You will notice that I usually say ‘buy’ the pattern. This is because the majority of patterns are not free. And you might be asking why not. Well, when a design gets to the point of publishing a pattern they have spent weeks if not months on developing this pattern. It’s not fair to expect them to give their work to you for free, regardless of how simple you might think it is. For example, I just finished a cowl pattern that I’m about to send to an editor. First off, the editor charges me for their time, which can run me anywhere from $30 to $300 or more depending on the complexity of the pattern. At this point though I have about 80 hours invested into this pattern. If I was lucky to make $15 an hour, that’s $1,200 already. I would need to sell about 72 copies of this pattern just to break even on my time, and I’m not done yet. I don’t just write up a pattern and go. I also knit the item to make sure the pattern works and that I get the look I envisioned. I also have to spend a month or two supervising a test knit. That is where others knit the pattern to make sure it works. Most patterns are in development for a good 6 months for even simple projects. One of the sweaters I am working on has been on the go for 2 years now. So, as you can see it really is a steal to get a pattern for even $15, but most are somewhere around the $5-10 range. Now that being said, places like Ravelry and LoveCrafts do have a lot of free patterns available.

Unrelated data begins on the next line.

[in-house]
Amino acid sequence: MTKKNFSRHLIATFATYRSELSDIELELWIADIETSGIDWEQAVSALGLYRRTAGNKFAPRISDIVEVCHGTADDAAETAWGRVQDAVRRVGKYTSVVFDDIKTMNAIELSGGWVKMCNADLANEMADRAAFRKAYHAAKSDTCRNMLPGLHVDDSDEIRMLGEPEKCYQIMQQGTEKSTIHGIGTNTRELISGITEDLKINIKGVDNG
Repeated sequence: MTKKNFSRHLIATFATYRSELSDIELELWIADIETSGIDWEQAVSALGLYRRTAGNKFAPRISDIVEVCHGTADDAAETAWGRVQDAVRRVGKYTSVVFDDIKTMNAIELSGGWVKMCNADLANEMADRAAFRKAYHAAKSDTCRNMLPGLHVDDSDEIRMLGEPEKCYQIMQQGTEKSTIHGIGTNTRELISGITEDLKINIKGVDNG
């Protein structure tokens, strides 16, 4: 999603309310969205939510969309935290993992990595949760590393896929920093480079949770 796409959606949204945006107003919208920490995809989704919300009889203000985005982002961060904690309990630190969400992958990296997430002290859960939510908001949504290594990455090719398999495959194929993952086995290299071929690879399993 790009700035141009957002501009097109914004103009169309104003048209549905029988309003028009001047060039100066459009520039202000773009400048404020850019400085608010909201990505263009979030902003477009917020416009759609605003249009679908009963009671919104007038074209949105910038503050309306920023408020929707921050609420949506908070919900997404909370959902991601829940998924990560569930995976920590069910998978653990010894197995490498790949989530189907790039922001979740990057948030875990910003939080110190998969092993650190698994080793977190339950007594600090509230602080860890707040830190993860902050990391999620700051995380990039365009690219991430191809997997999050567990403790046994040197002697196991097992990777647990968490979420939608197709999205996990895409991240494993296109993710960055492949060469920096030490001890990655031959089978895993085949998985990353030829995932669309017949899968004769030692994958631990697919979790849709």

Now that you have some resources on where to find patterns, feel free to go and browse. Oh, and you do need to sign up for Ravelry, but it’s absolutely free to do so. Happy searching!!

Studio Completion!